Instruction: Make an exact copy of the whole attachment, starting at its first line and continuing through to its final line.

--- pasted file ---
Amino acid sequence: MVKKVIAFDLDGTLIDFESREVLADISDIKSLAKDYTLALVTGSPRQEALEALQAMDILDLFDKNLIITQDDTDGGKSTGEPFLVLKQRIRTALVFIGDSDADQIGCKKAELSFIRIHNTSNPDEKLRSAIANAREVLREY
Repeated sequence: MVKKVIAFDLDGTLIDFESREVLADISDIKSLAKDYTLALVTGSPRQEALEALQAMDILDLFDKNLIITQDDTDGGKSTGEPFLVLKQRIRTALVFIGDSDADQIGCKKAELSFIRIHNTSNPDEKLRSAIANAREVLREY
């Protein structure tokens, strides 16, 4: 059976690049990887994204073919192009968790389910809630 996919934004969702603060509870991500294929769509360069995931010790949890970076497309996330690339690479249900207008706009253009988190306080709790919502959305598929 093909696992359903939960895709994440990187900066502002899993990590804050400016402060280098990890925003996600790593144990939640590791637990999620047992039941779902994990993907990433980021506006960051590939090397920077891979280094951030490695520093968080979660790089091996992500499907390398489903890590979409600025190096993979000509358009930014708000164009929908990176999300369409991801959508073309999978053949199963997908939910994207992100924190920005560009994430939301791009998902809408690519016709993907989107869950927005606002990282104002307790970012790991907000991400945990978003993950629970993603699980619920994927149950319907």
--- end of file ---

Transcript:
Amino acid sequence: MVKKVIAFDLDGTLIDFESREVLADISDIKSLAKDYTLALVTGSPRQEALEALQAMDILDLFDKNLIITQDDTDGGKSTGEPFLVLKQRIRTALVFIGDSDADQIGCKKAELSFIRIHNTSNPDEKLRSAIANAREVLREY
Repeated sequence: MVKKVIAFDLDGTLIDFESREVLADISDIKSLAKDYTLALVTGSPRQEALEALQAMDILDLFDKNLIITQDDTDGGKSTGEPFLVLKQRIRTALVFIGDSDADQIGCKKAELSFIRIHNTSNPDEKLRSAIANAREVLREY
């Protein structure tokens, strides 16, 4: 059976690049990887994204073919192009968790389910809630 996919934004969702603060509870991500294929769509360069995931010790949890970076497309996330690339690479249900207008706009253009988190306080709790919502959305598929 093909696992359903939960895709994440990187900066502002899993990590804050400016402060280098990890925003996600790593144990939640590791637990999620047992039941779902994990993907990433980021506006960051590939090397920077891979280094951030490695520093968080979660790089091996992500499907390398489903890590979409600025190096993979000509358009930014708000164009929908990176999300369409991801959508073309999978053949199963997908939910994207992100924190920005560009994430939301791009998902809408690519016709993907989107869950927005606002990282104002307790970012790991907000991400945990978003993950629970993603699980619920994927149950319907």